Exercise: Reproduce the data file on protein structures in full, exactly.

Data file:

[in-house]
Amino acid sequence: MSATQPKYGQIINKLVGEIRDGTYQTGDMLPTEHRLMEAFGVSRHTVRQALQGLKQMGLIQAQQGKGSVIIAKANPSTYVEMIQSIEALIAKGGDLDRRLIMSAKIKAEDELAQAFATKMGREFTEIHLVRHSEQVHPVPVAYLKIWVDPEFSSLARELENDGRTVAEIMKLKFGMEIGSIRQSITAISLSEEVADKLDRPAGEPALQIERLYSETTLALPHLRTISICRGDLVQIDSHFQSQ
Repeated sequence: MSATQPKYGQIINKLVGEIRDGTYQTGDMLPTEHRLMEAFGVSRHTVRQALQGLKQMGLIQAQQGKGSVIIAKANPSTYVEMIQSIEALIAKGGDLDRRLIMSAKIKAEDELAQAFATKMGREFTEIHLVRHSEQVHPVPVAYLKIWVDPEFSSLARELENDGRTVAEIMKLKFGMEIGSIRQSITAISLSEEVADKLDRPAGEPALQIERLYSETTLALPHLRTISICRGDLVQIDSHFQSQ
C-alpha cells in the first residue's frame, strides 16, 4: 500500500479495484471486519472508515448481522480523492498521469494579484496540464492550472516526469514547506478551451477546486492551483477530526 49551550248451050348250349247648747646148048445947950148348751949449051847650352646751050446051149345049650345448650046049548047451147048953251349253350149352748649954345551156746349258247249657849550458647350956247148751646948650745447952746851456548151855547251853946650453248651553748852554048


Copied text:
[in-house]
Amino acid sequence: MSATQPKYGQIINKLVGEIRDGTYQTGDMLPTEHRLMEAFGVSRHTVRQALQGLKQMGLIQAQQGKGSVIIAKANPSTYVEMIQSIEALIAKGGDLDRRLIMSAKIKAEDELAQAFATKMGREFTEIHLVRHSEQVHPVPVAYLKIWVDPEFSSLARELENDGRTVAEIMKLKFGMEIGSIRQSITAISLSEEVADKLDRPAGEPALQIERLYSETTLALPHLRTISICRGDLVQIDSHFQSQ
Repeated sequence: MSATQPKYGQIINKLVGEIRDGTYQTGDMLPTEHRLMEAFGVSRHTVRQALQGLKQMGLIQAQQGKGSVIIAKANPSTYVEMIQSIEALIAKGGDLDRRLIMSAKIKAEDELAQAFATKMGREFTEIHLVRHSEQVHPVPVAYLKIWVDPEFSSLARELENDGRTVAEIMKLKFGMEIGSIRQSITAISLSEEVADKLDRPAGEPALQIERLYSETTLALPHLRTISICRGDLVQIDSHFQSQ
C-alpha cells in the first residue's frame, strides 16, 4: 500500500479495484471486519472508515448481522480523492498521469494579484496540464492550472516526469514547506478551451477546486492551483477530526 49551550248451050348250349247648747646148048445947950148348751949449051847650352646751050446051149345049650345448650046049548047451147048953251349253350149352748649954345551156746349258247249657849550458647350956247148751646948650745447952746851456548151855547251853946650453248651553748852554048